Rocket City No-Hits Chattanooga, But Blows 3-0 Lead & Loses 7-5!

On Saturday, April 8, the Rocket City Trash Pandas and the Chattanooga Lookouts (AA teams) played their second game of the season . . . and produced a unique linescore:
Lookouts     - 000 000 7 - 7  0  0
Trash Pandas - 000 030 2 - 5  6  1
In baseball, it seems, all things are (eventually) possible.

Rocket City starter Coleman Crow threw six solid innings, walking two and striking out six. Ben Joyce came in for the top of the seventh. His task? Get three outs and nail down his team's 3-0 win . . . and finish the combined no-hitter, if possible. Well, Joyce (with help from Eric Torres) did one of those things  but not the one you'd expect.
Chattanooga trails 0-3.
Ben Joyce (bbbcb) walks.
Allan Cerda (bbbcb) walks, Joyce to second.
Nick Quintana pops out to second (infield fly rule).
Daniel Vellojin (bbbcb) walks, Hinds to third, Cerda to second.
James Free pinch-hits for Quincy McAfee.
Free (css) strikes out swinging.
Jacob Hurtubise (bbbb) walks, Hinds scores (1-3), Cerda to third, Vellojin to second.
Ilvin Fernandez pinch-runs for Vellojin.
Jose Torres (cfb) safe at second on CF error. Cera scores (2-3). Fernandez scores (3-3). Hurtubise scores (4-3).
Eric Torres relieves Joyce.
Noelvi Marte hit by pitch.
Ivan Johnson (c) hit by pitch, Marte to second.
Hinds (scbf) hit by pitch, J. Torres scores (5-3), Marte to third, Johnson to second.
Cerda (bbbb) walks, Marte scores (6-3), Joihnson to third, Hinds to second.
Wild pitch by E. Torres, Johnson scores (7-3), Hinds to third, Cerda to second.
Quintana (cbbbfff) hit by pitch.
Fernandez (ffb) strikes out swinging.
7 runs, 0 hits, 5 walks, 4 hit batsmen, 1 wild pitch, 3 left on base, 14 batters.
IP H R ER BB K Crow    6.0  0  0  0  2  6   79 pitches, 52 strikes (WP)
Joyce   0.2  0  5  1  4  1   27 pitches, 10 strikes
Torres   0.1  0  2  2  1  1   24 pitches, 11 strikes (4 HBP, WP)
According to milb.com's strike zone tracker, only two pitches in the half-inning were incorrectly called, both of them early, before the Lookouts had loaded the bases for the first time.

The Pandas scored twice in the bottom of the seventh and brought the potential winning run to the plate with one out, but the next two batters struck out. The game was only seven innings because it was the first game of a double header. 

Believe it or not, it's not the first time a team has lost a no-hitter and given up seven runs. According to this report: "The only other known occasion came on August 31, 1948, when the Wellsville Red Sox no-hit the Lockport Reds in a 7-3 loss in PONY League play."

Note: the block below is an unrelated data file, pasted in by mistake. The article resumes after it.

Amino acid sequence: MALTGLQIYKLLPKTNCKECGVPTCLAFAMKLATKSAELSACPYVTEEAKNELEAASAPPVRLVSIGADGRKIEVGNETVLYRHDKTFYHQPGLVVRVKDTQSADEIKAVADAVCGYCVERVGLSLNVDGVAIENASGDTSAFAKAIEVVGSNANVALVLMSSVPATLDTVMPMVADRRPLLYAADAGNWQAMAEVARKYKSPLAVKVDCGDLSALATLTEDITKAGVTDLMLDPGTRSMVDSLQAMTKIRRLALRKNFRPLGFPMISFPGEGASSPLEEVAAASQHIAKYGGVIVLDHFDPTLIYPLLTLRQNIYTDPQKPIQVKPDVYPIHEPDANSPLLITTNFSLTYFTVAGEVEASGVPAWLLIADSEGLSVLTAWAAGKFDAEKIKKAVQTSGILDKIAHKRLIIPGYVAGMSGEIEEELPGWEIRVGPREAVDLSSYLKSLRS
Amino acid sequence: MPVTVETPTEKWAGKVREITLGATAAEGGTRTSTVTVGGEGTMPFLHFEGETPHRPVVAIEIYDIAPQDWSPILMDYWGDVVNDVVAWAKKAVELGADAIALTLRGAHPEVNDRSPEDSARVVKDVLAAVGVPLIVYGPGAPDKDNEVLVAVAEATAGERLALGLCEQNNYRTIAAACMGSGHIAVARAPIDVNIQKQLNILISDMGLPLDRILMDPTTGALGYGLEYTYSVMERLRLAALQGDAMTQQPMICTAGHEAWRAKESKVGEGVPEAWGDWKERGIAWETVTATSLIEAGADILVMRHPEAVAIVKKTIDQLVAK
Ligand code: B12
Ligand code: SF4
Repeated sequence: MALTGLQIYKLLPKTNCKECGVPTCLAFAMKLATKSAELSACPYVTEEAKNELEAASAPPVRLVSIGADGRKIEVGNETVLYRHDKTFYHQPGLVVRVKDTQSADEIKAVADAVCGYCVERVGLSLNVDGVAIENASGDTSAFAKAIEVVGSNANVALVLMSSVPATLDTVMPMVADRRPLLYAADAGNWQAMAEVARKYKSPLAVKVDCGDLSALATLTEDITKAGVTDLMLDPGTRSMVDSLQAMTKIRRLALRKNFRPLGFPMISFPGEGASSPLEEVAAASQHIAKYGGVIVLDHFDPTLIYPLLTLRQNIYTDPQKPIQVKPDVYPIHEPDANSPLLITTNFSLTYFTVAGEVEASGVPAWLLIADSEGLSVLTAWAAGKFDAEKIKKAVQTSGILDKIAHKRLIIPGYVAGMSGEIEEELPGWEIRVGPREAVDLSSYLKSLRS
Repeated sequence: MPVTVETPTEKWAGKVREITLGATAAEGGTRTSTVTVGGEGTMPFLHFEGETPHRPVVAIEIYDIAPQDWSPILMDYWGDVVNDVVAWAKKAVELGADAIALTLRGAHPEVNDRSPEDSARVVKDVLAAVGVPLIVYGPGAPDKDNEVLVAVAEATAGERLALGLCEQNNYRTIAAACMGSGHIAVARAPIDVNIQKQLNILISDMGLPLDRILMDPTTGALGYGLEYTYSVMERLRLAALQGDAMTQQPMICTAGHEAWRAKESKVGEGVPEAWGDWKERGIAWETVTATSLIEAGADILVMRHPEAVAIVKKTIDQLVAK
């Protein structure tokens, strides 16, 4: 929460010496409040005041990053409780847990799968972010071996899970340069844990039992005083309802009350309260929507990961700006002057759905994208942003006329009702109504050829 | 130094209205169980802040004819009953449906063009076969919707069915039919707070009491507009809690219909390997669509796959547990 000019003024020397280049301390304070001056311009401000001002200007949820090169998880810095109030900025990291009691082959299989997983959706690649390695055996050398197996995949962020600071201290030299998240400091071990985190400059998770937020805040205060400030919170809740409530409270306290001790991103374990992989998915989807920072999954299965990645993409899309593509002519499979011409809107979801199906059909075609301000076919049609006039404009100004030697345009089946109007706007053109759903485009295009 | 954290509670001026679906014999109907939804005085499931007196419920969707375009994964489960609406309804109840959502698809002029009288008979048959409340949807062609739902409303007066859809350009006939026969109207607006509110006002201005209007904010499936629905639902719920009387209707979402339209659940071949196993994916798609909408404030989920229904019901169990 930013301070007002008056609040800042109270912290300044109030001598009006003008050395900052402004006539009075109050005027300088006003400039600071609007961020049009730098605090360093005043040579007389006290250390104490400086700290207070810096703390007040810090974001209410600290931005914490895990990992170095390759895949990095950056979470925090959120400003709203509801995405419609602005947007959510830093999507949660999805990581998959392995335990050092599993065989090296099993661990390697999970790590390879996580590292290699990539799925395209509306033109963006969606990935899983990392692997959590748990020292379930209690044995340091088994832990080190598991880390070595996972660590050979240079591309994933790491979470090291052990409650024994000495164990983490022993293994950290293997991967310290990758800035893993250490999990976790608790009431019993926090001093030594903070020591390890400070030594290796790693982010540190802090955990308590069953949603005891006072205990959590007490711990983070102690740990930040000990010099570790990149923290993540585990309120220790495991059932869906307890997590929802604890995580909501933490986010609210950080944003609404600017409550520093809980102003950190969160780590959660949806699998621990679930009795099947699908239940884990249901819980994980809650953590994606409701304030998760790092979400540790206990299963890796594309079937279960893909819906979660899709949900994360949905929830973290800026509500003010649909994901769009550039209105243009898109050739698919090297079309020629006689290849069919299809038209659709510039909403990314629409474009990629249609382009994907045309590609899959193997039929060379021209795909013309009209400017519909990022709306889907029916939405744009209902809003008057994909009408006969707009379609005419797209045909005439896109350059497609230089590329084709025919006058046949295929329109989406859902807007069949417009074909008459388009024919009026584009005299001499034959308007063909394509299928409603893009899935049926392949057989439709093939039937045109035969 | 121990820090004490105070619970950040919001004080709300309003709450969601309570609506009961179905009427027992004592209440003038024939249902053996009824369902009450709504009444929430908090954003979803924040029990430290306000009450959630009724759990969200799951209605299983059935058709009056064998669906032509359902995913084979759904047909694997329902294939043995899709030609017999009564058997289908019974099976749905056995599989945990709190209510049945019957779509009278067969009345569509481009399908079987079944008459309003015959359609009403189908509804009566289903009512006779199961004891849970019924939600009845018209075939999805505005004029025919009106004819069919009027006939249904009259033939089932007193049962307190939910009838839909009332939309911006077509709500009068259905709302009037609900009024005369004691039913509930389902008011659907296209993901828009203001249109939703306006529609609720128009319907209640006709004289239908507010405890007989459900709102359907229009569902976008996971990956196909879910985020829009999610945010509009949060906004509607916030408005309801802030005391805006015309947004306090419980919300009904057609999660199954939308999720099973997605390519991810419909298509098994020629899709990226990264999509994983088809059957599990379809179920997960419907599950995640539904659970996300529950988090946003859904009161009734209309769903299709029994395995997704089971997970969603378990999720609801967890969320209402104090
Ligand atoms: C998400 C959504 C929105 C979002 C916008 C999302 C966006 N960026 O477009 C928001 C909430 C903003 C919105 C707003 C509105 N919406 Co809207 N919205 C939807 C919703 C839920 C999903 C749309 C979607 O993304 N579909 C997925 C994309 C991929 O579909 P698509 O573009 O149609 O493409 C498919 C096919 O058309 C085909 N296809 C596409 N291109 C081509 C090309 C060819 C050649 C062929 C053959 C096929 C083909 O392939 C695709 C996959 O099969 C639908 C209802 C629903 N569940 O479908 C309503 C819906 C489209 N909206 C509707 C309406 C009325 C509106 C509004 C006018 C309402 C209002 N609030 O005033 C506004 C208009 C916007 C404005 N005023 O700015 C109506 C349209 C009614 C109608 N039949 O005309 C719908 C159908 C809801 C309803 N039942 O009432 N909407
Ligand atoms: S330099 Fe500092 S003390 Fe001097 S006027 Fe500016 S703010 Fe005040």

I found the linescore of that 1948 game in the Bradford (Penn.) Era. The game went 11 innings! (The PONY League included teams from Pennsylvania, Ontario, and New York. It was a Class D league and existed for 18 years (1939-56).)
Lockport - 030 000 000 04 - 7  0  4
Wellsville - 100 000 200 00 - 3  9  5
Bell and Scheffel; Blackmore, Clark (11) and Ross.
The Associated Press reported:
The league-leading Lockport Reds of the Class D PONY League went hitless in an 11-inning game with the Wellsville Red Sox last night but won 7-3.

The Reds scored three runs in the third on five walks and an error. The Sox deadlocked the game in the seventh 3-3. In the 11th, the Reds pushed across four more runs on four errors, three walks, a fielder's choice and a hit batsman.
A brief report in The Sporting News included the AP's recap of how the runs scored and added this tidbit: Wellsville pitcher Lou Blackmore "issued 17 bases on balls to ruin his no-hit bid". Thanks to the batteries listed in the linescore, we know Blackmore pitched at least 10 innings, possibly into the 11th!

Back in 2023, Rocket City rebounded and won the nightcap 3-0 (their first win of the season), allowing only one hit, a leadoff double in the second inning. The Pandas also lost a tough one on Opening Night:
Lookouts     - 100 001 000 13 - 6  9  0
Trash Pandas - 000 001 001 10 - 3  6  1
Major league teams have lost a no-hitter six times in AL/NL history.

April 9, 2023

Up Next For Red Sox (5-4):
Four Games In Tampa Bay; Rays (9-0); Have Won Every Game By 4+ Runs

The Red Sox have begun the season with a 5-4 record against the Orioles, Pirates, and Tigers, three teams you probably wouldn't pick to go very far in the postseason – or even qualify for the postseason. Sunday's win lifted the Red Sox out of the American League East cellar and into fourth place. Woo!

Now the fun begins.

On Monday, Boston begins a four-game series on the road against the hottest team in the game: the 9-0 Tampa Bay Rays. Hottest? The Rays are dispatching their helpless opponents in a way not seen for 140 years – which means not seen ever.

Over the weekend, Tampa Bay routed the Athletics twice: 11-0 and 11-0. Oakland managed only four hits in 18 innings: three singles on Saturday and one double on Sunday.